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Why changing career now shouldn't stop you teaching maths

November 15th 2015

Changing career is a big decision at the best of times. The possibility of moving from a position of relative financial security to one of uncertainty, from a position of success to that of being at the bottom of a steep learning curve and of having found the balance between career and family to one of new imbalance all needs careful consideration.

Colin Addison is 2 1/2 months into our school-led teacher training programme and describes his decsion-making process and the reasons why he is still convinced he made the right decsion to change career and become a maths teacher with Teach@Weydon. 

What subject have you chosen to teach and why? 

Mathematics. Throughout my own education and since, I’ve always enjoyed maths. With my own children both starting to do more challenging maths at school, I started to look again at the material being taught in secondary and found that I still had that same interest and passion for the subject.

What were your reasons for wanting to become a teacher?

I was looking for a more satisfying and fulfilling career, one that provided variety, challenge and the chance to make a difference really. The opportunity to help and support young people through a key stage of their lives provides all of those things. Also, working with like-minded colleagues was an important draw.

What was your background before deciding to teach? 

I started my career with corporate IT providers in different sales and marketing roles. Then I spent time in online marketing, eventually running my own business in that sector for a number of years.

Can you summarise your journey from your previous career into teaching?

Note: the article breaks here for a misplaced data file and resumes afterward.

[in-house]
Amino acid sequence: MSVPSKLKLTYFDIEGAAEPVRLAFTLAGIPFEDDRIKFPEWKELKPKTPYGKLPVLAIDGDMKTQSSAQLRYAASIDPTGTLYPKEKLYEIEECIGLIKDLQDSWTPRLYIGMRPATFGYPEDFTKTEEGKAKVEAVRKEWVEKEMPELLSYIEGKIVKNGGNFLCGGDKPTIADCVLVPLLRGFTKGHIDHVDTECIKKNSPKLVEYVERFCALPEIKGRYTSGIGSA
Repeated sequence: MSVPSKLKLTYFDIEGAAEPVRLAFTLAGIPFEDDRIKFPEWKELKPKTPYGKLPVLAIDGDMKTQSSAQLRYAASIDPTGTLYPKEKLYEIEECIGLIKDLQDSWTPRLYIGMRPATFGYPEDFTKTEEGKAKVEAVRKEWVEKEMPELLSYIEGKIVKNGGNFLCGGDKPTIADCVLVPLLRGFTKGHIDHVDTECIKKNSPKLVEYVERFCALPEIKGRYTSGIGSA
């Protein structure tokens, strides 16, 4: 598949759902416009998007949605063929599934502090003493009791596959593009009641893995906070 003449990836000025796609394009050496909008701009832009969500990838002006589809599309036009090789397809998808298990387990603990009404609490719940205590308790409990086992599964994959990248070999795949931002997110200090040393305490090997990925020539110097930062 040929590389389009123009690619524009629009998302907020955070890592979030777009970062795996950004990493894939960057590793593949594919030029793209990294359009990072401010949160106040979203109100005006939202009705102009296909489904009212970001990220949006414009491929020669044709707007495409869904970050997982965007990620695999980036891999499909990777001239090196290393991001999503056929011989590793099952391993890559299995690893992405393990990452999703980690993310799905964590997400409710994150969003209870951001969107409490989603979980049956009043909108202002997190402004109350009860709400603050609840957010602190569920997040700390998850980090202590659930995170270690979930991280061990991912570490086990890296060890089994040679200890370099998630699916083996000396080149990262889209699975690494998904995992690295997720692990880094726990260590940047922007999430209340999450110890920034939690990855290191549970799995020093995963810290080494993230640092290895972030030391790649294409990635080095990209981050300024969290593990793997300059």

Once I had decided to investigate seriously the options of changing to a teaching career, things moved fairly quickly. I attended some roadshow/ seminar events to find out about the training options available to me and also spent time in different secondary schools locally as part of the School Experience Programme. Then once I had worked out the practicalities of incorporating the training programme in with my current family commitments, I found a school-based programme that had an established and successful Maths stream and went right ahead!

Can you give us an overview of the training?

I selected school-based training as I decided it would provide me with a more relevant and interesting route into teaching rather than a university-based course. The Teach@Weydon SCITT that provides my training is all based at one school, which is convenient, but it also gives me easy access to many highly capable and experienced teachers. This is proving invaluable: everyone teaching the course and in the school is very supportive.

What support do/did you receive / what do/did you enjoy most about the training? 

The support I am receiving is excellent, both from the staff leading the training course and my new teaching colleagues in school. There are several other students taking the same course as myself locally, so we are able to support each other and I also have direct access to some teachers who took the same course last year. The course itself is both challenging and interesting and being delivered by people, who are currently teaching, makes everything very practical and directly relevant.

Did you have any concerns/worries before applying to become a teacher?